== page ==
Life Expectancy and Life Expectancy With Disability of Normal Weight, Overweight, and Obese Smokers and Nonsmokers in Europe
BY: Istvan M. Majer, Wilma J. Nusselder, Johan P. Mackenbach and Anton E. Kunst
The sample population included over 60,000 persons pretty evenly split between males and females. The average age was between 44 and 50 (there were nine countries included). The information on health status, disability, weight, education, smoking status and more was gathered through self report in a standardized survey. The populations were tracked over time and the researchers could assess disability and death, but for the most part, this information is subject to several biases. For instance, a person might give false information because they couldn't recall or because they did not want to tell the interviewer something that might make the interviewer "judge" them. This information is certainly helpful and we can look at associations between factors and outcomes. It is also important to note that the information refers to groups of people, many times what is true for a population is not true for an individual.
In this study, the researchers compared normal weight non smokers (they were considered the baseline, or referent group), to normal weight, overweight and obese smokers and non smokers. Former smokers were excluded from the analysis due to the many variances amongst former smokers (quit date, years smoked, amount smoked, etc).
Still they did gather smoking status, and the sample characteristics showed a wide range of population smoking rates that were disturbingly high. Greece, Spain and Denmark were all over 35% for men, no country had below 25% (for men).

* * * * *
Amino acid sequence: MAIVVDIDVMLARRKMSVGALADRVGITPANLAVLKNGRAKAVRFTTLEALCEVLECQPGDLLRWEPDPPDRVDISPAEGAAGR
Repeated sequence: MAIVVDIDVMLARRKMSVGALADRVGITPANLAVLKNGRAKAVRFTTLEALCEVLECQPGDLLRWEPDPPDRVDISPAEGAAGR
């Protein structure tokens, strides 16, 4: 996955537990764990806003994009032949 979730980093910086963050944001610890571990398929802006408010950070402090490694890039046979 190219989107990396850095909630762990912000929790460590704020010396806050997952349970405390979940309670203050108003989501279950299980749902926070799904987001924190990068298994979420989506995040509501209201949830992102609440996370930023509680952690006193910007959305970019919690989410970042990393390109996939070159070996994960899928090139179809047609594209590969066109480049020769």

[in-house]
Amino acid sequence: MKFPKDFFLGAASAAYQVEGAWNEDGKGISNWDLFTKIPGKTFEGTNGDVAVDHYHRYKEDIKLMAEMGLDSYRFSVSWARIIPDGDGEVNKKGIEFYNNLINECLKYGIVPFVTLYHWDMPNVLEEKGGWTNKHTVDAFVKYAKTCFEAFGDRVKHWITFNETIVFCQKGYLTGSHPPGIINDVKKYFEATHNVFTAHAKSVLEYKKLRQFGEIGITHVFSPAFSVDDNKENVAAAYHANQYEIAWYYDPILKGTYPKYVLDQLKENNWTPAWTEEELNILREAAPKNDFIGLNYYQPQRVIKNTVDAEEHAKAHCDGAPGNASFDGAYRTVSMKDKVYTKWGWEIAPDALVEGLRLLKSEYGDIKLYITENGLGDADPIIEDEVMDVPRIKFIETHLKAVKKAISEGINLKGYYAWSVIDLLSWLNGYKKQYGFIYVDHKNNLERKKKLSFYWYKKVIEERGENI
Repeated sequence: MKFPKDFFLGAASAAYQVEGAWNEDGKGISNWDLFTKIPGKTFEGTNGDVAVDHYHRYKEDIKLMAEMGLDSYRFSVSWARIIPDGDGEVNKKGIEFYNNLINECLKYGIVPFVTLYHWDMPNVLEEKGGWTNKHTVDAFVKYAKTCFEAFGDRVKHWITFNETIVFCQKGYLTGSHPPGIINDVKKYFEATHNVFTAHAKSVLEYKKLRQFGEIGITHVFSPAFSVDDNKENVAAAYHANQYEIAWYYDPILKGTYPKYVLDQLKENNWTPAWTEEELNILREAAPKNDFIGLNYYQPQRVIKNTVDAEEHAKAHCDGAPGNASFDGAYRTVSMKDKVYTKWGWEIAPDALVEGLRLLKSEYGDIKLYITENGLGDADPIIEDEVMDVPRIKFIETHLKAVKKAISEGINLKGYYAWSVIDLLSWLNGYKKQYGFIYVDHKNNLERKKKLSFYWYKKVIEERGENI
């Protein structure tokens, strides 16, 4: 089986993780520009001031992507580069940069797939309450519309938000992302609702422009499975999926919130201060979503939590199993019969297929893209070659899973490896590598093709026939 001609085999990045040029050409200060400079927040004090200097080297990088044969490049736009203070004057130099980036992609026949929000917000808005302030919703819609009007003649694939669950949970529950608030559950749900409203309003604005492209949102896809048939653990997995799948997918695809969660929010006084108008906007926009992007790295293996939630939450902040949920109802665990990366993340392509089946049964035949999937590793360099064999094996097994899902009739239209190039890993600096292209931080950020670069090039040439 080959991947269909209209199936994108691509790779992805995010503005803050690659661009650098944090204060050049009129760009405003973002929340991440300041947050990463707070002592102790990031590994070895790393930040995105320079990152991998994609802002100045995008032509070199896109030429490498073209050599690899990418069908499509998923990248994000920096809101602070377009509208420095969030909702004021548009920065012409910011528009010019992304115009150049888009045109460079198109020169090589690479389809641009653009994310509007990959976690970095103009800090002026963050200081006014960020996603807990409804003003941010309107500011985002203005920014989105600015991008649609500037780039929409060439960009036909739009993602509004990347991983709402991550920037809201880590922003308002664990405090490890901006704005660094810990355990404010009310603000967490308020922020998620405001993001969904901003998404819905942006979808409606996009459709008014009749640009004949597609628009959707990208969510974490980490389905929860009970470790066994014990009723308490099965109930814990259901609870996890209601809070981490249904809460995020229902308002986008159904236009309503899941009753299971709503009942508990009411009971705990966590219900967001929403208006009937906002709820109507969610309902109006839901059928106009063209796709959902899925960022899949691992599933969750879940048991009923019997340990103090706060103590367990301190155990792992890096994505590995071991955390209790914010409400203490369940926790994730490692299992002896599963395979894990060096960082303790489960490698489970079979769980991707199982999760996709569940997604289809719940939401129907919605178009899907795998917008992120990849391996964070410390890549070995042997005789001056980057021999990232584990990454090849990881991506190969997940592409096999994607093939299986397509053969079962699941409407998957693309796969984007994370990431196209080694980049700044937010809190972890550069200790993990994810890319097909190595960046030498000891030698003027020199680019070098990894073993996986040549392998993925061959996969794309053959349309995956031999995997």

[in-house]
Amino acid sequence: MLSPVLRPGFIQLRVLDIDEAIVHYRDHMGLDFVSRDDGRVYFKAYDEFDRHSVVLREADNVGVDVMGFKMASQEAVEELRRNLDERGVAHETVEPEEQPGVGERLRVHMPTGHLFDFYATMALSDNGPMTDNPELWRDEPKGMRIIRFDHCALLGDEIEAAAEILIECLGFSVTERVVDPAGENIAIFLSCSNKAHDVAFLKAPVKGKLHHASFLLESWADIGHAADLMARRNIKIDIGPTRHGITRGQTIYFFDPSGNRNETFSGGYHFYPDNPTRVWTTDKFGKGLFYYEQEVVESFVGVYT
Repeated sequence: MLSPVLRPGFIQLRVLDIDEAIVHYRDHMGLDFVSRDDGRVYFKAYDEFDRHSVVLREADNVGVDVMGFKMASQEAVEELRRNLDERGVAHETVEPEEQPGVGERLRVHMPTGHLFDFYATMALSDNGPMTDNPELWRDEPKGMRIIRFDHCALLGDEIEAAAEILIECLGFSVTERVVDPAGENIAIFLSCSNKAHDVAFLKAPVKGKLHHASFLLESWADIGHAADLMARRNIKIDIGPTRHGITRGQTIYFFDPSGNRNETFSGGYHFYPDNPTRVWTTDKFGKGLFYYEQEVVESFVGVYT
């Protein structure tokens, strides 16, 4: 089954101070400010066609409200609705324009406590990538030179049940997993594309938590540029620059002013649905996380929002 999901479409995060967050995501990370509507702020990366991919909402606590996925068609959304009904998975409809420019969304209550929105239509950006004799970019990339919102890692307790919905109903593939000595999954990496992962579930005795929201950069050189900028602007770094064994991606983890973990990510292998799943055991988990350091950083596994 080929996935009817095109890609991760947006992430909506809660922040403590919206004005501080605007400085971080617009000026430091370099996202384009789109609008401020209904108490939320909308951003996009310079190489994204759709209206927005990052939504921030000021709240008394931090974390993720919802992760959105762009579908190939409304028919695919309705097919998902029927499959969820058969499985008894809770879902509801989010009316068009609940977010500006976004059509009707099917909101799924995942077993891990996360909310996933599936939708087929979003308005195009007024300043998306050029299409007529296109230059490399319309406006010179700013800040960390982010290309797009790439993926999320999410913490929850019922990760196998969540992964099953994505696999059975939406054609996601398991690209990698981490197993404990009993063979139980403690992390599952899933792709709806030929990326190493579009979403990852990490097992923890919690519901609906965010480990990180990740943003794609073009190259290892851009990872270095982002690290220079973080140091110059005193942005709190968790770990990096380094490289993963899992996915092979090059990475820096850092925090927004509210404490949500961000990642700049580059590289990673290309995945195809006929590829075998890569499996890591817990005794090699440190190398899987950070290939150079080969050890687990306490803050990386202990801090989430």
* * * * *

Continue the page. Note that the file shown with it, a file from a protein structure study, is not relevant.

What this study shows is a relationship between being overweight and living longer and living longer with disability or disease. Smoking did not provide more disability - nor less, but it shortened the life expectancy in total.
The authors felt that smoking cessation would increase life and losing weight would increase years of life without disability. In other words, stop smoking and live longer, lose weight (or maintain a normal weight) and live better.
The authors did not note a difference between men and women, but I saw a definite difference in disability years in the chart that they provided. I am actually going to see if I can post it in here.
It shows four graphs. The two on top are for men (non smoker v smoker) and the two on the bottom are for women. [we must remember that these are pooling of data from 9 countries which are not necessarily similar]
They also compare persons by education, but I feel like the more telling factor would have been income. In this chart, and in the sample, women live several years longer than men, but they also have more years of living with disability. For instance, low educated obese women had about 20 years LWD (living with disability) and men in the same category have 14.7. In every block, the women have more years of disability. The authors also calculated percent of life lived with disability - that was interesting too. Again, the differences are not between smokers and non smokers(for percent of life spent disabled), but between men and women. I am actually very curious why the graphics point this out but the scientists do not emphasize it. You know what that means - I will have to email the lead author (okay I am back - email sent :)).
I do not say this to be fickle, but because for instance, in the obese category for non smokers, men have 19% of disability years and women have 28% - it is substantial. If it is not significant - well there are not statistics to make inferences- thus I wrote to ask.
Take home message - don't smoke and do lose weight because those extra ten years won't mean near as much if you cannot do anything. :)
Okay I got the chart in - for education purposes. Note that the bottom half is disease free life expectancy and the top is life with disability. Do you see the differences between the various groups?
|From the study published in Obesity 3-17-2011 Majer, et al.|